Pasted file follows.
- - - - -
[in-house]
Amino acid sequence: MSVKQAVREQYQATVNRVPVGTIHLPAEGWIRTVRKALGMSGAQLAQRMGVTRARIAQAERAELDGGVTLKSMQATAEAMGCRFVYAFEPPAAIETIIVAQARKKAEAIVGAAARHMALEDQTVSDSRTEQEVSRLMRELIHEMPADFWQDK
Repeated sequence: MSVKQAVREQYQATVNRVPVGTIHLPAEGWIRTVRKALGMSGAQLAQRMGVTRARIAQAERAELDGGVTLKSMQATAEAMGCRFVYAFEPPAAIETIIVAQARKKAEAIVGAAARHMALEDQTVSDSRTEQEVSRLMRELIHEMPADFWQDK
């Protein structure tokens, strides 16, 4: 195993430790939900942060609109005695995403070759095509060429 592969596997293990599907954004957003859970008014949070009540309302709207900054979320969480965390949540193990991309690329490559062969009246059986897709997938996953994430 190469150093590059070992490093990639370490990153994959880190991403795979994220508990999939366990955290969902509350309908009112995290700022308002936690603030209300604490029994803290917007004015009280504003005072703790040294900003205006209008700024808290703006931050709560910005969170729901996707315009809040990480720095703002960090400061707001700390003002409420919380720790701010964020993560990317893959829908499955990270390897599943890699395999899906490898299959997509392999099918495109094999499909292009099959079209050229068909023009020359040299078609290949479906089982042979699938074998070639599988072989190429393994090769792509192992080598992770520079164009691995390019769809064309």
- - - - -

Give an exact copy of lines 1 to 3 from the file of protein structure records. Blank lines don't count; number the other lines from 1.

[in-house]
Amino acid sequence: MSVKQAVREQYQATVNRVPVGTIHLPAEGWIRTVRKALGMSGAQLAQRMGVTRARIAQAERAELDGGVTLKSMQATAEAMGCRFVYAFEPPAAIETIIVAQARKKAEAIVGAAARHMALEDQTVSDSRTEQEVSRLMRELIHEMPADFWQDK
Repeated sequence: MSVKQAVREQYQATVNRVPVGTIHLPAEGWIRTVRKALGMSGAQLAQRMGVTRARIAQAERAELDGGVTLKSMQATAEAMGCRFVYAFEPPAAIETIIVAQARKKAEAIVGAAARHMALEDQTVSDSRTEQEVSRLMRELIHEMPADFWQDK